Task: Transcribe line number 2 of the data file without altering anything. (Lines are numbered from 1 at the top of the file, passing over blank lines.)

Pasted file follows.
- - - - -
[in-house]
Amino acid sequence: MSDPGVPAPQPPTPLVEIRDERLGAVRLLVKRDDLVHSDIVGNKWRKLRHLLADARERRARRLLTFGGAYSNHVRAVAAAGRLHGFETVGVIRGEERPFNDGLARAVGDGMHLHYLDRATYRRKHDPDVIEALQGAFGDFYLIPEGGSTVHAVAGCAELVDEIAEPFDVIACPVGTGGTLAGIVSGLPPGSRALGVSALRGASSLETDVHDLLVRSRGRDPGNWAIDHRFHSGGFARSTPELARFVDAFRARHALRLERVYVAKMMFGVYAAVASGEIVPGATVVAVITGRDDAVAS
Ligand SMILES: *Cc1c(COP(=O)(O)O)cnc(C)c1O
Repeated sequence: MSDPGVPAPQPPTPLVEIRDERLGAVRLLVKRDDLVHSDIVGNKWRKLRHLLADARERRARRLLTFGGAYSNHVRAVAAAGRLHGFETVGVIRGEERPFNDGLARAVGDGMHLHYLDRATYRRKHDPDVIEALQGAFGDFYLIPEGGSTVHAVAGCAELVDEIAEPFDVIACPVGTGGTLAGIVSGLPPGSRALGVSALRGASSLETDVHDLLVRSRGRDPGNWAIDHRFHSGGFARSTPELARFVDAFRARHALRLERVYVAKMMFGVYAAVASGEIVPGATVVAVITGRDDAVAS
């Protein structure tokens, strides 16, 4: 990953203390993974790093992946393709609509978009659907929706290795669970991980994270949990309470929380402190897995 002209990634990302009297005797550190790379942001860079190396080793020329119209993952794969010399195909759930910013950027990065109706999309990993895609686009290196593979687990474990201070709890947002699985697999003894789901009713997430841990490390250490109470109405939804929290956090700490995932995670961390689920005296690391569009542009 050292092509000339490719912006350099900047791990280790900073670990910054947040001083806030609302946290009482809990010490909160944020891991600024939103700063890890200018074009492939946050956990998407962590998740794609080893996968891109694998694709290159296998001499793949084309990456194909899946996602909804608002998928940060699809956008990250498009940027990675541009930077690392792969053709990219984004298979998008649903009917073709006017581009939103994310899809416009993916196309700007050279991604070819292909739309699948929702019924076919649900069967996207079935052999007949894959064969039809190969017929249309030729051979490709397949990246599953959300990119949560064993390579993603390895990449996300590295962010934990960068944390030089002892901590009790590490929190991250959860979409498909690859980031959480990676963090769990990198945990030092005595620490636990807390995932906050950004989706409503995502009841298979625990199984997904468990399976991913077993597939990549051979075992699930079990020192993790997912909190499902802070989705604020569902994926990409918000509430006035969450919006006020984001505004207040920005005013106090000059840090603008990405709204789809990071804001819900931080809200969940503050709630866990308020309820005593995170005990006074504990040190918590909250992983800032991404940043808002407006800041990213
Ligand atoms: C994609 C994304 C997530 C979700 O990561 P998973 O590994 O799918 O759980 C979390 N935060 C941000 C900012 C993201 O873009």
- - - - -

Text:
Amino acid sequence: MSDPGVPAPQPPTPLVEIRDERLGAVRLLVKRDDLVHSDIVGNKWRKLRHLLADARERRARRLLTFGGAYSNHVRAVAAAGRLHGFETVGVIRGEERPFNDGLARAVGDGMHLHYLDRATYRRKHDPDVIEALQGAFGDFYLIPEGGSTVHAVAGCAELVDEIAEPFDVIACPVGTGGTLAGIVSGLPPGSRALGVSALRGASSLETDVHDLLVRSRGRDPGNWAIDHRFHSGGFARSTPELARFVDAFRARHALRLERVYVAKMMFGVYAAVASGEIVPGATVVAVITGRDDAVAS